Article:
* * updated with comments from Blue Cross Blue Shield * *
Health care regulators have ordered the state's largest health care insurer — Blue Cross Blue Shield of Vermont — to repay consumers nearly half of the $6.3 million retirement package it doled out its former chief executive officer.
The order was handed down in a 50-page ruling issued Wednesday by the state Department of Banking, Insurance, Securities and Health Care Administration. BCBS has agreed to repay $3 million in premium refunds to subscribers.
BISHCA's ruling does not spell out how BCBS should recoup the $3 million, but the company is not allowed to take the money from its subscribers. Instead, over the next two years premium refunds should be issued.
In 2009, it was revealed that BCBS gave a $6.3 million to retiring CEO William Milnes, Jr., on top of more than $1 million in compensation and bonuses. Milnes retired at the end of 2008.
BCBS has agreed to accept the requirement to return money to subscribers, rather than contest the matter in administrative hearings, BISHCA officials said in a statement.
BCBS officials were not immediately available for comment.
“Although the department does not set salary levels or approve retirement plans for insurance executives, the investigation showed that the compensation paid to Mr. Milnes simply was not reasonable when compared to similarly-sized managed care and health insurance companies”, said BISHCA Commissioner Paulette Thabault in a statement.
The $6.3 million payout was first revealed in a March 2009 "Fair Game" column, and caused a firestorm of controversy under the Golden Dome and in the public. Within weeks of the revelation, state regulators launched an investigation.
Last fall, Thabault ruled the BCBS golden parachute may have been illegal, violating various laws — including insurance regulations and the state's nonprofit laws. BCBS denied the payout violated any laws, but began private negotiations with regulators to assuage their concerns.
“Under our laws”, said Thabault Wednesday, “the company is supposed to be operated solely for the benefit of subscribers and at minimum cost. When it doesn’t, we will take action.”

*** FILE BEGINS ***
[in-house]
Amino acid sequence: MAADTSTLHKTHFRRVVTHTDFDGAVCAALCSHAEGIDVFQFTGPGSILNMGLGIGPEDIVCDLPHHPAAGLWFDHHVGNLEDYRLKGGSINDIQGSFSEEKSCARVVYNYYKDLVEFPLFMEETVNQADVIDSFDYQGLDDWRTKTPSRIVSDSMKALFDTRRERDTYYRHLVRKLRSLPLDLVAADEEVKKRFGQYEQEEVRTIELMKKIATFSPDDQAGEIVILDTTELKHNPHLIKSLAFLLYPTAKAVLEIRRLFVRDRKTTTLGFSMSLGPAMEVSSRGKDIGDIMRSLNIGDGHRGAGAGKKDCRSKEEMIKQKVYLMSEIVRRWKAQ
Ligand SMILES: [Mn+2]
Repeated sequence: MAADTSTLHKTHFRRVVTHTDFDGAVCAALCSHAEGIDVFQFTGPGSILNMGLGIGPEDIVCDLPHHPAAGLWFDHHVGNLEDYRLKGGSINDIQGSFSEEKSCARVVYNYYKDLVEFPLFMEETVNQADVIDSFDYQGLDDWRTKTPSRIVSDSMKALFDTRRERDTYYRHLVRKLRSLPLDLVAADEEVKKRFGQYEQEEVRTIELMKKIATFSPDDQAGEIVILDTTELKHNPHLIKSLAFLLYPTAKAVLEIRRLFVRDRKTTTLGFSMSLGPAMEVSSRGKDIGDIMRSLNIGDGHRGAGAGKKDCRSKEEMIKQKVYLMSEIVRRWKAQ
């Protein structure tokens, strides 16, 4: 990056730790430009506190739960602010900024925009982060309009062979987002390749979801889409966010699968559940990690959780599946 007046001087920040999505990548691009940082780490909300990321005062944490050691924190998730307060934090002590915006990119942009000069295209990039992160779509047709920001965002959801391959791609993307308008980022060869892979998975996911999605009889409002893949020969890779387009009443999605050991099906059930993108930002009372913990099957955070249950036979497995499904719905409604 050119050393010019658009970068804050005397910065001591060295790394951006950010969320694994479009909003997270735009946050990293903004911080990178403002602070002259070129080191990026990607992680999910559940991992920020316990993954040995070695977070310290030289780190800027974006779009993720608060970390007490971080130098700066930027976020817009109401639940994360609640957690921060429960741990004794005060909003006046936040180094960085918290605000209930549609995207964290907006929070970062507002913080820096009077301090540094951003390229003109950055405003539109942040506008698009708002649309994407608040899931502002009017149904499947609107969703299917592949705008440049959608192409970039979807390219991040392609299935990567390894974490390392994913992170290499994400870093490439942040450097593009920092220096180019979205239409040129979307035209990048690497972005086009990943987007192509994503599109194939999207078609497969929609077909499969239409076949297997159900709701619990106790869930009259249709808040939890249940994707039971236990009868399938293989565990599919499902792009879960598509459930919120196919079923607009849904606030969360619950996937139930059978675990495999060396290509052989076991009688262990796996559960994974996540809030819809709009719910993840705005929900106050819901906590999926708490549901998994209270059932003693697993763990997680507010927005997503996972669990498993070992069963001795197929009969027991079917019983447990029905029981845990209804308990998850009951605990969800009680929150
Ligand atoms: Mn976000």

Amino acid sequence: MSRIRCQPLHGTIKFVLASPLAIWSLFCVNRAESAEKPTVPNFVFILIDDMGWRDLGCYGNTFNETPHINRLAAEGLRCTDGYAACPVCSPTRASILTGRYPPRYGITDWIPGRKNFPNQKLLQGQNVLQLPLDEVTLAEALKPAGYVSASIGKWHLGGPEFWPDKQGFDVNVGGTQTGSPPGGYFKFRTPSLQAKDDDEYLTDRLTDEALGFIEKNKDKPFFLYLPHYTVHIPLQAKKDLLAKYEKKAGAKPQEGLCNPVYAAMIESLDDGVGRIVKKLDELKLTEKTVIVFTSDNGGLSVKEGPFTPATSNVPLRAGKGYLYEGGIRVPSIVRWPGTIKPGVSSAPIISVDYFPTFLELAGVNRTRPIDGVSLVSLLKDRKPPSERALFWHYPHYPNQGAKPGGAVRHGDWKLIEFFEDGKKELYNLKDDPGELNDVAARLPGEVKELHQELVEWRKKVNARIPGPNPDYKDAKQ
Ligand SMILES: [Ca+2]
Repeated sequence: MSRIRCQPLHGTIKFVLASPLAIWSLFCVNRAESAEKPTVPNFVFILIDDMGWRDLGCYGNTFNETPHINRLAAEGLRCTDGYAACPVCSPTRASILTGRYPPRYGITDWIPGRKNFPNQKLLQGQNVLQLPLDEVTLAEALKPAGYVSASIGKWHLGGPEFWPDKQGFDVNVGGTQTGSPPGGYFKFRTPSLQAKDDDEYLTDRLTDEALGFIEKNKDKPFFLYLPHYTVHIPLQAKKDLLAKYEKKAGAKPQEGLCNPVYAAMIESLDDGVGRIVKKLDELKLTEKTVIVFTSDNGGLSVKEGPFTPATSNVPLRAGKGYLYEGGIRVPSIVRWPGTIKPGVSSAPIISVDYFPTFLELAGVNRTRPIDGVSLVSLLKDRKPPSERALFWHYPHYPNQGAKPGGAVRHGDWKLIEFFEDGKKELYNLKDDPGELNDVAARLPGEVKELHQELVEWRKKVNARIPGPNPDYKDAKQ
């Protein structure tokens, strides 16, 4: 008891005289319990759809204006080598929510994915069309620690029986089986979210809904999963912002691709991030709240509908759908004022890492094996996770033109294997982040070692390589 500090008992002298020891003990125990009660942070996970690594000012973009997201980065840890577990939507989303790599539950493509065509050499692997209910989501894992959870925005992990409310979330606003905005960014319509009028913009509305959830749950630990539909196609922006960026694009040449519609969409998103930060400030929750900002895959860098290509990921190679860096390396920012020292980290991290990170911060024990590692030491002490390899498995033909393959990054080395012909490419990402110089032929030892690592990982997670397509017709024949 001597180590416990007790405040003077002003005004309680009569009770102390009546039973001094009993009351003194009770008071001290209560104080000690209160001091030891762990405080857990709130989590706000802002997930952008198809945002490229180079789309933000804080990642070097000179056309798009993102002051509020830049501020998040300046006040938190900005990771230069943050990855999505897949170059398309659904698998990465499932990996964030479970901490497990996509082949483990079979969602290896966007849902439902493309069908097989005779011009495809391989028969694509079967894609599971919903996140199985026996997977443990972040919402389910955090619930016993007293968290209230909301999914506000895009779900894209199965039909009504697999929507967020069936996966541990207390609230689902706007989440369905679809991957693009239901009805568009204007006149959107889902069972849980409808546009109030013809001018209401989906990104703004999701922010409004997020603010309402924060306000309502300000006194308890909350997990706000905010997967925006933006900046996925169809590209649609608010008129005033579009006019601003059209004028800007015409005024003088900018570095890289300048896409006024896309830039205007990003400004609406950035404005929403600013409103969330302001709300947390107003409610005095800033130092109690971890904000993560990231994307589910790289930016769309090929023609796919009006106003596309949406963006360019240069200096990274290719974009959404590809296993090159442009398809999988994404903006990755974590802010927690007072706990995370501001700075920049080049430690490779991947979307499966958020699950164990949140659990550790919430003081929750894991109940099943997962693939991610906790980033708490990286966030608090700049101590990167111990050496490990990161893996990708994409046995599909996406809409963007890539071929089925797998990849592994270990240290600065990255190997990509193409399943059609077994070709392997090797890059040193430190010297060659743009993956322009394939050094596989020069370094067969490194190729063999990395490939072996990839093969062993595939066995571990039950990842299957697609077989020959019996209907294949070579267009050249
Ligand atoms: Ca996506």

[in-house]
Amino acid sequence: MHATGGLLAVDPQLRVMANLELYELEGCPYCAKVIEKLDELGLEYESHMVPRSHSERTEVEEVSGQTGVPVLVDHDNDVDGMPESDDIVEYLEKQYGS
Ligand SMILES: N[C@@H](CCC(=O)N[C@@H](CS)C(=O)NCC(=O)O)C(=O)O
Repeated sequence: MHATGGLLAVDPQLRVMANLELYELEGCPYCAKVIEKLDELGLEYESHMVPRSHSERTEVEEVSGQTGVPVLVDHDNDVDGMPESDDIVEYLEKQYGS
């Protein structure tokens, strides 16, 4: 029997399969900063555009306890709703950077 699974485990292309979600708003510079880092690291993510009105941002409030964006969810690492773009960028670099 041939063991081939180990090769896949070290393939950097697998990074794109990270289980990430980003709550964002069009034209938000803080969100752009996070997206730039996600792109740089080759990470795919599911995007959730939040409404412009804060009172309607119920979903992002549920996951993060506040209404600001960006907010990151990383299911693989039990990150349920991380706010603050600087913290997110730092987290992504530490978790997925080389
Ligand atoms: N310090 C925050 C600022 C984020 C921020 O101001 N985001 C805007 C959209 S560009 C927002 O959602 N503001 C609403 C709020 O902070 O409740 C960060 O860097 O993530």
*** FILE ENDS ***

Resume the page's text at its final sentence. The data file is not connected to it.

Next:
In its ruling, BISHCA concluded that Milnes "had been paid substantially more than the true competitive range for the position, in part because the company was comparing itself to much larger Blue Cross organizations. The large bonuses routinely given to Mr. Milnes by the company board of directors also had the effect of increasing the value of an already generous retirement package."
BISHCA estimates that Milnes was overpaid by at least $1.4 million during his last eight years of employment and as a result his retirement package was inflated by $1.6 million. Attempts by BCBS to have Milnes repay some of the money have proven unsuccessful, according to Thabault's order.
Board members, too, are paid well for their service on the board — with its chairman earning more than $40,000 annually. The average board member earns more than $23,000 a year to meet roughly six to eight times a year.
“Although the Department does not set salary levels or approve retirement plans for insurance executives, the investigation showed that the compensation paid to Mr. Milnes simply was not reasonable when compared to similarly-sized managed care and health insurance companies”, said Thabault.
Thabault did say BCBS has taken steps to tamp down its retirement program for its top executives, and board members have also reduced their meeting fees.
* * Update at 1:05 p.m. * *
In a statement, current BCBS President and CEO Don George said the company was pleased with the state's order, and the company plans to repay the $3 million to subscribers in the coming two years by lowering administrative fees.
“We accept the findings of commissioner Thabault and are satisfied with the agreement to resolve this,” said George. “We are particularly pleased that the commissioner accepted our proposal to address the state’s concerns by providing our customers with some needed premium relief, and that the agreement recognizes other significant cost saving measures that we have implemented over the last two years.”
BCBS spokesman Kevin Goddard told Seven Days premium relief will vary depending on which subscriber group an individual or business belongs.
"Essentially, it means the premiums will be reduced from what they were otherwise would be," said Goddard. "For those who were getting an increase, their rate will be lower, and for those who were seeing no rate increase, they will experience a decrease."
Goddard said the company had looked at various legal options to recoup the money from Milnes or others involved in setting the compensation package, but none seemed likely to succeed.
BCBS also agreed to provide the state in 2010 and 2011 with its Medical Cost Management Plan, which identifies strategies the company has under way to help hold down health care costs.